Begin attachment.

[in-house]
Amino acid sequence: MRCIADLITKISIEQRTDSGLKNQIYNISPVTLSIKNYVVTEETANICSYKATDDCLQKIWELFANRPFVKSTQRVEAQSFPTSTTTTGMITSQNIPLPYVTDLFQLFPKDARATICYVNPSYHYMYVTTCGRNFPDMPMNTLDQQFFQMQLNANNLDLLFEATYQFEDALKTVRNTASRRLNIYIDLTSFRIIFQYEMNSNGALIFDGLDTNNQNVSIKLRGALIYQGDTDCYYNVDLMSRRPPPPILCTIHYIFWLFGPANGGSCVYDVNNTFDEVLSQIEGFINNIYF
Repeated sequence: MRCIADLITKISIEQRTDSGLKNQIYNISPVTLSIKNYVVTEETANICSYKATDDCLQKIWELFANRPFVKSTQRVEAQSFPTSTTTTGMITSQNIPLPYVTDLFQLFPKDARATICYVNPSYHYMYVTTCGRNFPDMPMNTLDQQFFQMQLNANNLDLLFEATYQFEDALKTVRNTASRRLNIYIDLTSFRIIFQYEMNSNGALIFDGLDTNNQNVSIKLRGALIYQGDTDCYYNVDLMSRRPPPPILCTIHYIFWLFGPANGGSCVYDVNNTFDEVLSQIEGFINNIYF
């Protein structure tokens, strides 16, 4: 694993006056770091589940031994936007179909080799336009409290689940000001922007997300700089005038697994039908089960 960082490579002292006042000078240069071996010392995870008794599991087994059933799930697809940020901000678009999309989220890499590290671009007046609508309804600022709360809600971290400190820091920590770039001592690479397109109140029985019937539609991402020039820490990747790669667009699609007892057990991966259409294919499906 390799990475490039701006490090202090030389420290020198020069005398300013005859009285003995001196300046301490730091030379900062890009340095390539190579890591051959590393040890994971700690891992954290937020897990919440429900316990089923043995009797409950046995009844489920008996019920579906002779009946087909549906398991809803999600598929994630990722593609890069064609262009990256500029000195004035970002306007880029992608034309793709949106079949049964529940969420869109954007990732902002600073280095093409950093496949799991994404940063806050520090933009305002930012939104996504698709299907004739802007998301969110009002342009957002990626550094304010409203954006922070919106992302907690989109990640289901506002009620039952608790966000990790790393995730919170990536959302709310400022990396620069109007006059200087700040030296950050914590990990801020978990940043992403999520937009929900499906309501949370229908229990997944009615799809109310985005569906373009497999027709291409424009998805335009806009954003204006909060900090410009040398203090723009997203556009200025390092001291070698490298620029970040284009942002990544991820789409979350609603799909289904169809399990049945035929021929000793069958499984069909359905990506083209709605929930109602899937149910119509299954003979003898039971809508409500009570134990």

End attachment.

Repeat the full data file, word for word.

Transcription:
[in-house]
Amino acid sequence: MRCIADLITKISIEQRTDSGLKNQIYNISPVTLSIKNYVVTEETANICSYKATDDCLQKIWELFANRPFVKSTQRVEAQSFPTSTTTTGMITSQNIPLPYVTDLFQLFPKDARATICYVNPSYHYMYVTTCGRNFPDMPMNTLDQQFFQMQLNANNLDLLFEATYQFEDALKTVRNTASRRLNIYIDLTSFRIIFQYEMNSNGALIFDGLDTNNQNVSIKLRGALIYQGDTDCYYNVDLMSRRPPPPILCTIHYIFWLFGPANGGSCVYDVNNTFDEVLSQIEGFINNIYF
Repeated sequence: MRCIADLITKISIEQRTDSGLKNQIYNISPVTLSIKNYVVTEETANICSYKATDDCLQKIWELFANRPFVKSTQRVEAQSFPTSTTTTGMITSQNIPLPYVTDLFQLFPKDARATICYVNPSYHYMYVTTCGRNFPDMPMNTLDQQFFQMQLNANNLDLLFEATYQFEDALKTVRNTASRRLNIYIDLTSFRIIFQYEMNSNGALIFDGLDTNNQNVSIKLRGALIYQGDTDCYYNVDLMSRRPPPPILCTIHYIFWLFGPANGGSCVYDVNNTFDEVLSQIEGFINNIYF
């Protein structure tokens, strides 16, 4: 694993006056770091589940031994936007179909080799336009409290689940000001922007997300700089005038697994039908089960 960082490579002292006042000078240069071996010392995870008794599991087994059933799930697809940020901000678009999309989220890499590290671009007046609508309804600022709360809600971290400190820091920590770039001592690479397109109140029985019937539609991402020039820490990747790669667009699609007892057990991966259409294919499906 390799990475490039701006490090202090030389420290020198020069005398300013005859009285003995001196300046301490730091030379900062890009340095390539190579890591051959590393040890994971700690891992954290937020897990919440429900316990089923043995009797409950046995009844489920008996019920579906002779009946087909549906398991809803999600598929994630990722593609890069064609262009990256500029000195004035970002306007880029992608034309793709949106079949049964529940969420869109954007990732902002600073280095093409950093496949799991994404940063806050520090933009305002930012939104996504698709299907004739802007998301969110009002342009957002990626550094304010409203954006922070919106992302907690989109990640289901506002009620039952608790966000990790790393995730919170990536959302709310400022990396620069109007006059200087700040030296950050914590990990801020978990940043992403999520937009929900499906309501949370229908229990997944009615799809109310985005569906373009497999027709291409424009998805335009806009954003204006909060900090410009040398203090723009997203556009200025390092001291070698490298620029970040284009942002990544991820789409979350609603799909289904169809399990049945035929021929000793069958499984069909359905990506083209709605929930109602899937149910119509299954003979003898039971809508409500009570134990």